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Alcohol’s dangers to the body are well-known, from diseases like cirrhosis to auto accidents and the emotional and financial distress caused by being in the alcoholic’s world. For thousands of women each year, excessive alcohol use also brings the risk of breast cancer. WhiteSands Alcohol and Drug Rehab, a top-rated addiction treatment center in Florida, is calling attention to this less-known but potentially devastating connection.
WhiteSands, which is spotlighting the link as part of October’s observation of Breast Cancer Awareness Month, notes that several respected research organizations have reported the correlation:
An estimated 19,345 women were diagnosed with alcohol-related breast cancer last year, according to the Alcohol Research Group and the University of California’s California Breast Cancer Research Program. Some 4% to 10% of breast cancer cases yearly are due to alcohol use.
The American Cancer Society says alcohol use accounts for about 6% of all cancers and 4% of all cancer deaths in the United States and calls alcohol use “one of the most important preventable risk factors for cancer, along with tobacco use and excess body weight.”
The National Breast Cancer Foundation reports that frequent drinking can increase your risk for breast cancer, and the risk increases with every drink. Statistics point to a surprising amount of risk. The danger increases by 7% to 10% for every 10 grams of alcohol consumed daily by an adult woman, the National Institute of Health reports.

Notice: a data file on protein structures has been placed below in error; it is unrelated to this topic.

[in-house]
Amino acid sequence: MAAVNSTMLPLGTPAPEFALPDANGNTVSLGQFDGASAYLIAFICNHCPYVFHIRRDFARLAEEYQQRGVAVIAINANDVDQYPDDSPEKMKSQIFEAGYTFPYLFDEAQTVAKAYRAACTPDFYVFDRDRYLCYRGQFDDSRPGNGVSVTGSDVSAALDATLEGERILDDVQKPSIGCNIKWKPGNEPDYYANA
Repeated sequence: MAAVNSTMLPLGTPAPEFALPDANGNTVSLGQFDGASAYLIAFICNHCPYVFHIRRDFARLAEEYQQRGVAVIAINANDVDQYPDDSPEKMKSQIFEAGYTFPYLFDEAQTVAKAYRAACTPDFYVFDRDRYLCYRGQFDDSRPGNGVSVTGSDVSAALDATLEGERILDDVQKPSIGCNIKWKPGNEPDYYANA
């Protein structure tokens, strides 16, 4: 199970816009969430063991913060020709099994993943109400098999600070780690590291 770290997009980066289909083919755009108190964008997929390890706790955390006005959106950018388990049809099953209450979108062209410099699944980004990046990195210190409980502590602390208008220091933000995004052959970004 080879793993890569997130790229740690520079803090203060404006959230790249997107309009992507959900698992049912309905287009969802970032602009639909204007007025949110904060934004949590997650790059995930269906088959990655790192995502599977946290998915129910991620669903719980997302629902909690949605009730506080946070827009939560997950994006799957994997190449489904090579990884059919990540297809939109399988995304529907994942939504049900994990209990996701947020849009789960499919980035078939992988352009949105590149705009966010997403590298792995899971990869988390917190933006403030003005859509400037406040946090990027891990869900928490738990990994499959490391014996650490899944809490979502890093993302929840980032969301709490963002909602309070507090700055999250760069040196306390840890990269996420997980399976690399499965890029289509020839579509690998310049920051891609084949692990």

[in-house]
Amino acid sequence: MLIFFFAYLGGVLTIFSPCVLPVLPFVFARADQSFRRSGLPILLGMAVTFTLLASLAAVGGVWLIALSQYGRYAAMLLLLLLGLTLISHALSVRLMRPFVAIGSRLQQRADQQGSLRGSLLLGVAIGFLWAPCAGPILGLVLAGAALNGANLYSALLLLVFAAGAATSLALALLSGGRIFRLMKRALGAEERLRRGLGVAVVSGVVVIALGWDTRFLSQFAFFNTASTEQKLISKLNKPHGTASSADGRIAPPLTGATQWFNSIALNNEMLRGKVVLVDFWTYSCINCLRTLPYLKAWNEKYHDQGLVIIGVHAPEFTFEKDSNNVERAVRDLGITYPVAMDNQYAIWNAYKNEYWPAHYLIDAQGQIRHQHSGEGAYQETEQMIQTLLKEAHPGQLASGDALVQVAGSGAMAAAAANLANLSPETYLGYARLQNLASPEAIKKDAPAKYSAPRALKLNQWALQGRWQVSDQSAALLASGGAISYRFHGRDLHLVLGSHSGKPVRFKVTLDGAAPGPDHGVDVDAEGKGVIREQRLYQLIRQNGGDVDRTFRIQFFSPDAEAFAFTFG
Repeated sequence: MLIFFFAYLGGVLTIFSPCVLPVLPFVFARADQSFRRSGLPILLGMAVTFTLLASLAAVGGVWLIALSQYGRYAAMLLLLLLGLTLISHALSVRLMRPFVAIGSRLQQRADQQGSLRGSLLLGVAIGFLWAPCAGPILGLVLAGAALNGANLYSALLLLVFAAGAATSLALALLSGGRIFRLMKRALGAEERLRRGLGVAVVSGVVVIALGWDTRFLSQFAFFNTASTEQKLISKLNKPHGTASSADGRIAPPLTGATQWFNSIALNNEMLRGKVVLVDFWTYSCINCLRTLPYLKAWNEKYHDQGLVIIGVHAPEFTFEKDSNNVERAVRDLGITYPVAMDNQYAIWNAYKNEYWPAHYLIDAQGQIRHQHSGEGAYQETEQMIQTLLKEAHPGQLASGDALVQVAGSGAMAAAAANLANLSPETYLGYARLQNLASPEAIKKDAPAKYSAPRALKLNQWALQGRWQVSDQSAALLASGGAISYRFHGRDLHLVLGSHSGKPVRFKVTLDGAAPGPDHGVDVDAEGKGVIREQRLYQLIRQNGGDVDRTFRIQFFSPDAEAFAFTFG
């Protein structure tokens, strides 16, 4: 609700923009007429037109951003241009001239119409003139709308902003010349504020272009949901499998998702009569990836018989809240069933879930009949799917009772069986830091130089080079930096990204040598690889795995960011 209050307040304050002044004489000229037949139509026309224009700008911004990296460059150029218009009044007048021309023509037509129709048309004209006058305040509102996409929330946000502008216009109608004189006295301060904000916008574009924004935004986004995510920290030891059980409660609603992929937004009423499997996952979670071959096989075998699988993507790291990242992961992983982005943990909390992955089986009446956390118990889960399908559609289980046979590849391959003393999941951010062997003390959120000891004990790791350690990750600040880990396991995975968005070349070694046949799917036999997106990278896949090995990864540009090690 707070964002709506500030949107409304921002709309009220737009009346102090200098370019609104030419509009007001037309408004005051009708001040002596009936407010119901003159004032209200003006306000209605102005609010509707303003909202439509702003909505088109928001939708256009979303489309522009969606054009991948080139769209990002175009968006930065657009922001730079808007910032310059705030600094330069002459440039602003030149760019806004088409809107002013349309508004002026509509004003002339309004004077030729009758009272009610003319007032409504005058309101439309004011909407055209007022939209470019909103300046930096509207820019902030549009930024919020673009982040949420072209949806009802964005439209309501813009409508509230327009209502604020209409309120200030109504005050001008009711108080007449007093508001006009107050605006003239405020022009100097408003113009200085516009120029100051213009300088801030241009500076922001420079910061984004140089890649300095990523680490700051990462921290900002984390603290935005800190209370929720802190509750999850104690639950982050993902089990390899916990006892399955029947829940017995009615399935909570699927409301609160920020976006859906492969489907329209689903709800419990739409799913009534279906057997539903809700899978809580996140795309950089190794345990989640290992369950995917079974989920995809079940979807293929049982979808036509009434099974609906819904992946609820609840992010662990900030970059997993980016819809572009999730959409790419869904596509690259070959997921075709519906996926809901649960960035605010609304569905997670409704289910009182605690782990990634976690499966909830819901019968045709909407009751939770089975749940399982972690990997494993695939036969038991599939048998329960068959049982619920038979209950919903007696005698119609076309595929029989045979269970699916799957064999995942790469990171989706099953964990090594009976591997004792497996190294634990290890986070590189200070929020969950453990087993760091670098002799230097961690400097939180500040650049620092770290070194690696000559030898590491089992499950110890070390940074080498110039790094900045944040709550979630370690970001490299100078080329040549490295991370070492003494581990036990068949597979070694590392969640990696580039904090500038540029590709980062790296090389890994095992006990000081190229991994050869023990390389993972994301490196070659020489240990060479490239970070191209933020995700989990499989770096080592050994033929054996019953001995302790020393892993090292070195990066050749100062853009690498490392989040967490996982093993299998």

It’s not known exactly how alcohol affects cancer risk, but researchers believe there are several factors to explain it.
Alcohol can cause changes to the drinker’s DNA because alcohol-damaged cells try to repair themselves. In the process of repair, the cells can end up with DNA mistakes, which could lead to cancer.
Alcohol might harm the body’s ability to absorb nutrients such as folate, a vitamin essential to good health. This may be even worse in heavy drinkers, who may already be consuming less folate than they should. Low folate levels may play a role in the risk of some cancers, such as breast and colorectal cancer.
Other lifestyle factors may also tie excessive alcohol use to breast cancer. For example, people struggling with alcoholism and other addictions often pay little attention to their health; lack of physical activity and a diet high in saturated fats are known risk factors for breast cancer.
The American Cancer Society recommends the safest course is to avoid alcohol altogether but recognizes that it’s not possible for everyone. If abstinence is not realistic, it’s recommended to limit consumption to two drinks a day for men and one drink a day for women. The recommended limit is lower for women because women tend to be smaller than men and their bodies tend to break down alcohol more slowly, so the alcohol is in their system longer.
Whether it leads to breast cancer or another damaging condition, alcohol addiction is a destructive force that WhiteSands’ clinical and medical professionals are dedicated to helping clients overcome. Addiction specialists focus on the harmful addictive behavior that is leading clients to enter treatment. They help clients examine other areas of life for potential addictive behaviors, such as work, exercise, food, spending money or sex addictions, and create a detailed relapse prevention plan that monitors each of these other areas of life prone to addiction. Programs are highly individualized, with smaller therapeutic groups and a high ratio of staff to patients.
SOURCE: Press Advantage [Link]
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